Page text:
I don’t know what he did to land in the court. Maybe he’s a horrible person. But I just don’t think that people with the power to toss humans into the meat grinder of our carceral system with the sneering dismissal of a middle school math teacher should be *surprised* if they get an unpleasant reaction. Do you know how violent the entire prison system is? Do you know what’s going to take over this man’s entire life for months/years to come, and probably has already done a mess to him?
I’m not violent personally; I just find it a willfully ignorant position to act like judges are vulnerable lil innocent babies when they are knowing, powerful participants in a vicious system. This man looked so desperate to me. America puts way too many people in desperate positions.
When I watched the movie, I thought it was more broadly cribbed off the type of abuse in the Letourneau case, not about the Letourneau case specifically. Shortly thereafter I learned that some lines were directly taken from an interview with Fualaau and Letourneau, and the lisp that was so central to the female characters also came from the real-life abuser. It’s not as much a mosaic as I thought. It’s much more direct, like Velvet Goldmine.
I do feel like May December is yet another act of abuse against Fualaau, effectively; it’s insane we live in a world where others’ stories are fair game for profit-making schemes. The fact that May December is one of the most tasteful and respectful iterations doesn’t matter from the viewpoint of the man it’s about.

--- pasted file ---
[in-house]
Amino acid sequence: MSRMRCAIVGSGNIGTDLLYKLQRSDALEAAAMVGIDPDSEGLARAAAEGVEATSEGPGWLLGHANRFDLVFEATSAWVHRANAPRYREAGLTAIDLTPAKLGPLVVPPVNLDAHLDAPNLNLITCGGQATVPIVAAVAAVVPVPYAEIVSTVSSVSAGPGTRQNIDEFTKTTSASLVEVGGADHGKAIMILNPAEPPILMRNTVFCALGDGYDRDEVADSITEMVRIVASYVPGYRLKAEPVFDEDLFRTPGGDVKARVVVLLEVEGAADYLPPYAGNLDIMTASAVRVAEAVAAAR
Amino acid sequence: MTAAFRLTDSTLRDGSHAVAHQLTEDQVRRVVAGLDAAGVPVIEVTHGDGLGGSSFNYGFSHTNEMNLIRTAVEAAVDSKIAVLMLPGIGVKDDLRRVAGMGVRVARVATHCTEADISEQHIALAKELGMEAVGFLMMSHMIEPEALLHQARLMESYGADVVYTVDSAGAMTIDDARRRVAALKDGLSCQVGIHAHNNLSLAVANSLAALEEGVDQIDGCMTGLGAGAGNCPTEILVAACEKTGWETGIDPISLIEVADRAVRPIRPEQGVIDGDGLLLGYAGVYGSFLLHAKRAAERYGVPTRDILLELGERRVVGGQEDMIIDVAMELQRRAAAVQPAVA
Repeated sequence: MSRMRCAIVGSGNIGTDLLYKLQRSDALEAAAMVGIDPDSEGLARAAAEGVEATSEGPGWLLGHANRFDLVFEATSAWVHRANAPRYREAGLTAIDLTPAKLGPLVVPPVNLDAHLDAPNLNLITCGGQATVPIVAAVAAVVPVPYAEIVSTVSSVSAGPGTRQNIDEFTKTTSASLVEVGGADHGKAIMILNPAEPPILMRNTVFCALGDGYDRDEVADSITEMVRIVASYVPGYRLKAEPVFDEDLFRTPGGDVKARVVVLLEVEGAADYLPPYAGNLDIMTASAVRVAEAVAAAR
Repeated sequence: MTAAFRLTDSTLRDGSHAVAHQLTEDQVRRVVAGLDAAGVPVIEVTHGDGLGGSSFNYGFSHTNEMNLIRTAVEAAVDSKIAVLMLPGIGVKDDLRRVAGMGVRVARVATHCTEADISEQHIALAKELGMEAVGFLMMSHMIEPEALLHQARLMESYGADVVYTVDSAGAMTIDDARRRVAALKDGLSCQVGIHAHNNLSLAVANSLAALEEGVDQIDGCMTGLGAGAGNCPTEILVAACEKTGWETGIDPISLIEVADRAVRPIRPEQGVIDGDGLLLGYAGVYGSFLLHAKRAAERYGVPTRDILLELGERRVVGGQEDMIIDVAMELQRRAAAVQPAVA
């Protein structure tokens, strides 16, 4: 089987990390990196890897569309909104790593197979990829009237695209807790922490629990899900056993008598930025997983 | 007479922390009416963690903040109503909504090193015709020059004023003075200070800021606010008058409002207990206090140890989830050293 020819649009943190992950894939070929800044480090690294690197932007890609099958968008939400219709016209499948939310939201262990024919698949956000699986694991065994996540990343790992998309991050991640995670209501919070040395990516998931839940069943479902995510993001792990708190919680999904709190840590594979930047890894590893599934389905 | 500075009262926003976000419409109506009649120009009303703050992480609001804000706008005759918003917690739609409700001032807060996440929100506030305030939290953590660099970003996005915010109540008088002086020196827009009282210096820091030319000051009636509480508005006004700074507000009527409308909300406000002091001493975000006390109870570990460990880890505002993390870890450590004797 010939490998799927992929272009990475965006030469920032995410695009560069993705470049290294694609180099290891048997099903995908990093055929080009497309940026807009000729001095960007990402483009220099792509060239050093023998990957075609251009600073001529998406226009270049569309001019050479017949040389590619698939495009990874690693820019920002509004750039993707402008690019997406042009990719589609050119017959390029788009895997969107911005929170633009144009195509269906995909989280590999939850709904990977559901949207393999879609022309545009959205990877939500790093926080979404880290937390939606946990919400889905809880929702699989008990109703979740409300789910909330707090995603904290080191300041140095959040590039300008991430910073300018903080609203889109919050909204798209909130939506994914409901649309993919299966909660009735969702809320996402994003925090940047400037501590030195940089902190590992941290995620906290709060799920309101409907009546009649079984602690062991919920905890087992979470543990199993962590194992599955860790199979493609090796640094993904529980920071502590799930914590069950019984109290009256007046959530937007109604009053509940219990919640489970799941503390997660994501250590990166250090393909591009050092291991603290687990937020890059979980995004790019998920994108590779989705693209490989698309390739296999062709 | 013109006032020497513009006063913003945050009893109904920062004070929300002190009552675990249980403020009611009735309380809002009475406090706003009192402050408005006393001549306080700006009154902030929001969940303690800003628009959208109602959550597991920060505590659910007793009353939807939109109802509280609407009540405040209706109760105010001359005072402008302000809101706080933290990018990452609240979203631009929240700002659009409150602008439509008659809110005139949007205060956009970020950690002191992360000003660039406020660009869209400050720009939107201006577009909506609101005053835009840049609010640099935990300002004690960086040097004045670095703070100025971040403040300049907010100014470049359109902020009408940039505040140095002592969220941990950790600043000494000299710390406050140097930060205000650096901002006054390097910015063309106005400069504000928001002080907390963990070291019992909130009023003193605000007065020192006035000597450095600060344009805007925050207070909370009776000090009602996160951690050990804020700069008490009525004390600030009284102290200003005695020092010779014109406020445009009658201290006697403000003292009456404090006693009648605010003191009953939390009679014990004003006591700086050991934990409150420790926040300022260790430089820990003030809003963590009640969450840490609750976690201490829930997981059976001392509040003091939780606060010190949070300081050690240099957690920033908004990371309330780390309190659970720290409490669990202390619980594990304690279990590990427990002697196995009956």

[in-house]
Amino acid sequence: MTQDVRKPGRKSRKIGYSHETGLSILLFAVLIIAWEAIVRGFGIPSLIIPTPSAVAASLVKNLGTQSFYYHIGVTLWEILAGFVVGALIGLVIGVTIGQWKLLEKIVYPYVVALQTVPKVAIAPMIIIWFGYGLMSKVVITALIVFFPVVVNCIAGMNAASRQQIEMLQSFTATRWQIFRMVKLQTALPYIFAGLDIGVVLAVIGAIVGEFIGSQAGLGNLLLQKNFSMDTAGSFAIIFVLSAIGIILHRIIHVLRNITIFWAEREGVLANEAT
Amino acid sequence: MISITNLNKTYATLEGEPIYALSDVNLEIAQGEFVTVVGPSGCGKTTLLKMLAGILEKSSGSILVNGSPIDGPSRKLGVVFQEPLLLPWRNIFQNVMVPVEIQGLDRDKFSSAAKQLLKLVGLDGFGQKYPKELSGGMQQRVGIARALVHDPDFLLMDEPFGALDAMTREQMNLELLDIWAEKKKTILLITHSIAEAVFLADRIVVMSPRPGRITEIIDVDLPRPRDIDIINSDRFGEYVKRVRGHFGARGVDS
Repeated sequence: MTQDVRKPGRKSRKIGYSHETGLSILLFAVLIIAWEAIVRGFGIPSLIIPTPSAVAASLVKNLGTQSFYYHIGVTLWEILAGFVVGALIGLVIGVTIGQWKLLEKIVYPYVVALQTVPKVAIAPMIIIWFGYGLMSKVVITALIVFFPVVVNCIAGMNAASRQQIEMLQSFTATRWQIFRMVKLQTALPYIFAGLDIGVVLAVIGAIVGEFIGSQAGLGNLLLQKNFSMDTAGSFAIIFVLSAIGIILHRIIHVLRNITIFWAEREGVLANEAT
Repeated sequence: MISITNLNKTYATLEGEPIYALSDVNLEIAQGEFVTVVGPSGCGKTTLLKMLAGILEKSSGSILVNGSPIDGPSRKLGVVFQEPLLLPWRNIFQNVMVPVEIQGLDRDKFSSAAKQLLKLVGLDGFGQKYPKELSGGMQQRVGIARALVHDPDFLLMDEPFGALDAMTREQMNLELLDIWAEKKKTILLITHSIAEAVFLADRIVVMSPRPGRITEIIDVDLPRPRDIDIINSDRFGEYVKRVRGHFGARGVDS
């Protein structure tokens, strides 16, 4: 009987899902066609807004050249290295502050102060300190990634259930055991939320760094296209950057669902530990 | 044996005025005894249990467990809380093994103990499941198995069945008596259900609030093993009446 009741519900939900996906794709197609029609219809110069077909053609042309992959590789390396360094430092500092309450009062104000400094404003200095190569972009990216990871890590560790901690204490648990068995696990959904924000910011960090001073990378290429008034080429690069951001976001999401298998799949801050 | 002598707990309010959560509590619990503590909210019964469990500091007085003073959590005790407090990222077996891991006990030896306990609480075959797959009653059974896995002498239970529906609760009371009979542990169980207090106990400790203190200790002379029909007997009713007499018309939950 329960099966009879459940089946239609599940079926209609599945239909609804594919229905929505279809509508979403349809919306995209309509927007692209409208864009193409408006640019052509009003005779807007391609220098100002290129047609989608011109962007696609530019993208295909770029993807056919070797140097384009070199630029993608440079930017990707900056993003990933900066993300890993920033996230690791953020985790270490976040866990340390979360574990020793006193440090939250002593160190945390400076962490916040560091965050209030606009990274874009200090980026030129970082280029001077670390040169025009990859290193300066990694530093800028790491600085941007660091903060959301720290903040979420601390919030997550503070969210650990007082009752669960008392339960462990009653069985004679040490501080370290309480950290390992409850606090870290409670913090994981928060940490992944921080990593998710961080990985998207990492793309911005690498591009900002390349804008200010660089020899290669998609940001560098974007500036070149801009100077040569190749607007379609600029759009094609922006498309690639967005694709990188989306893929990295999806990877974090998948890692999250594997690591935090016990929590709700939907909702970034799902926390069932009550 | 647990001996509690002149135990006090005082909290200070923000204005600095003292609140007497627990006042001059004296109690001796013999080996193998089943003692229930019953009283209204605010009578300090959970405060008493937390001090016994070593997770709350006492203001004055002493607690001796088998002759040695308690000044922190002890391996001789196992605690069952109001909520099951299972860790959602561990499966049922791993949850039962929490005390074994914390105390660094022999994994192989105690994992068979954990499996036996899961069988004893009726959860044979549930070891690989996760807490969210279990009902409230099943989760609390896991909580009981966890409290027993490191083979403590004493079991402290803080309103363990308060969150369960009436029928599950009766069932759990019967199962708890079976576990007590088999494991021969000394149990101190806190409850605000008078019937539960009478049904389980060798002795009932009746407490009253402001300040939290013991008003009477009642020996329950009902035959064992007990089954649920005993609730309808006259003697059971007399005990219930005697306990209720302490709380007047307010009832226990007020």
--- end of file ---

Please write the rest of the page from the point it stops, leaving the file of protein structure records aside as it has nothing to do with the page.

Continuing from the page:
It’s crazy to think he’s been dealing with this public scrutiny of his life for so long. Letourneau truly robbed this person of any opportunity to be innocent, and the various sordid retellings make creators complicit in this theft.
As for my position as a viewer who loved the movie, I don’t know. I already deal with this dilemma in all sorts of media that I routinely enjoy. True crime is riddled with people who don’t consent to their involvement; the industry is built on furthering trauma against victims. I think it’s normal for humans to be sordidly curious. I also think all humans have deep deep flaws, and maybe my conscious willingness (and enthusiasm) to engage with media that makes entertainment of others’ pain is one of my worse ones.
That’s not satisfying commentary, I know. But I think it’s true all at once that May December is great filmmaking, and an act of abuse against Fualaau, and a sign that I like juicy stuff even when it hurts people. The fact the movie itself may ask us how similar we are to Portman and Moore’s characters in our complicity with this situation is so much of why I liked it.
There’s also a lot of conversation right now as to whether May December should be regarded as comedy. (Variety)
It’s interesting to hear that use of hearing aids (NPR) can lengthen life span, since hearing loss can worsen cognitive *everything,* isolate the individual, and send them to an early grave.
I don’t need hearing assistance (yet?) but I do use glasses, and have done so since elementary school. My eyes aren’t that bad. I can get around a house fine without glasses, and if I’m not attached to seeing details or reading captions, I can watch TV.
But I noticed if I go without my glasses for a while, I kinda fully disconnect from the world. I just start drifting. I don’t respond as strongly to anything. I can imagine how losing hearing might cause a more profound drift unless consciously combated.